Habitat Modification / Landscape Modification

Find out how landscaping can be a Goose deterrent...and prevent Geese from taking up residence on your property.

Designing your property or landscape to restrict access to the areas that attract geese to food and water is an effective way to deter geese. Control methods include:

                     Habitat or Landscape Modification and Stabilization of Shorelines

Canada Geese have excellent eyesight and because of this they avoid areas where the vegetation growth is dense and over 30 inches in height. Therefore, landscape can be strategically designed as a goose deterrent. This can play an important role in managing a Canada Goose problem.

Canada Goose problems:

Goose droppings affect lawns, golf courses, parks and other grassy areas where they congregate. Canada Geese graze mainly on grass and crops. They may cause significant damage to new grass found on golf courses, parks, lawns, and emerging crops during the summer months. An adult Canada Goose may defecate every 20 minutes and can produce as much as 1.5 pounds of feces daily. They are known to carry a significant number of diseases but only a few are of major concern to humans. In Illinois, the most common problem people experience is the contamination of lawns and recreational areas by goose feces. Generally, you can protect yourself from contamination by keeping your distance from the geese but if you have a compromised immune system you may want to take more precautions.

Goose/seagull droppings affect water quality: Canada Goose and gull droppings contain bacteria (fecal coliform) which negatively affects water quality.  Waterfowl fecal matter contributes to inorganic nitrogen and phosphorus or nutrient loading of fresh water lakes. The fecal matter can contribute to lake eutrophication which is the process by which a body of water becomes enriched in dissolved nutrients (as phosphates) that stimulate the growth of aquatic plant life usually resulting in the depletion of dissolved oxygen. “Excessive nutrient levels from nitrogen and phosphorous are the primary cause of water pollution. According to the Southwest Florida Water Management District, “this type of pollution has impaired more than 3.8 million acres of lakes, ponds, and reservoirs nationwide.”  French and Parkhurst (2009) state “Where resident goose populations are sizeable (>100 birds), the continuous influx of nutrients contained in Canada Goose feces can contribute to the eutrophication of small water bodies, especially those that have restricted circulation and flow-through, which in turn may stimulate algae and weed growth.”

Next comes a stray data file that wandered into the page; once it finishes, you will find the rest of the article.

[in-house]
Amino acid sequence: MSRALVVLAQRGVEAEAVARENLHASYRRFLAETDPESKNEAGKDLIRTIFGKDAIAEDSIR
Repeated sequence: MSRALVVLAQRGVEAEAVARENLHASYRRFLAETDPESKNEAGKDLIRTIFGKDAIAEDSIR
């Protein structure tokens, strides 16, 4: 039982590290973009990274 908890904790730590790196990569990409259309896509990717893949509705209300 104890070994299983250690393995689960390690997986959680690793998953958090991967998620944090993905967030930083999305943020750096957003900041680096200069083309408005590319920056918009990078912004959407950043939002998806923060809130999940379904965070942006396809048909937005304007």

Here are some cost effective Goose deterrents for property and bodies of water:

Habitat modification

This involves physically altering the property to make it less attractive to Canada Geese. The basic principles of habitat modification include eliminating or modifying the landscape that offers geese easy access to food, water and protection from other animals.

Geese have a high feeding preference for Kentucky bluegrass, they dislike tall fescue, especially varieties that contain endophytic fungus, replacing lawns with unpalatable ground cover such as: common periwinkle, Japanese pachysandra, and English Ivy will help discourage them to stay off a property. Plant bushes, hedges, or shrubs to make the area appear unsafe to the geese. Canada Geese tend to avoid areas where predators are able to hide. There are many landscape professionals that now specialize in this kind of preventative landscape design.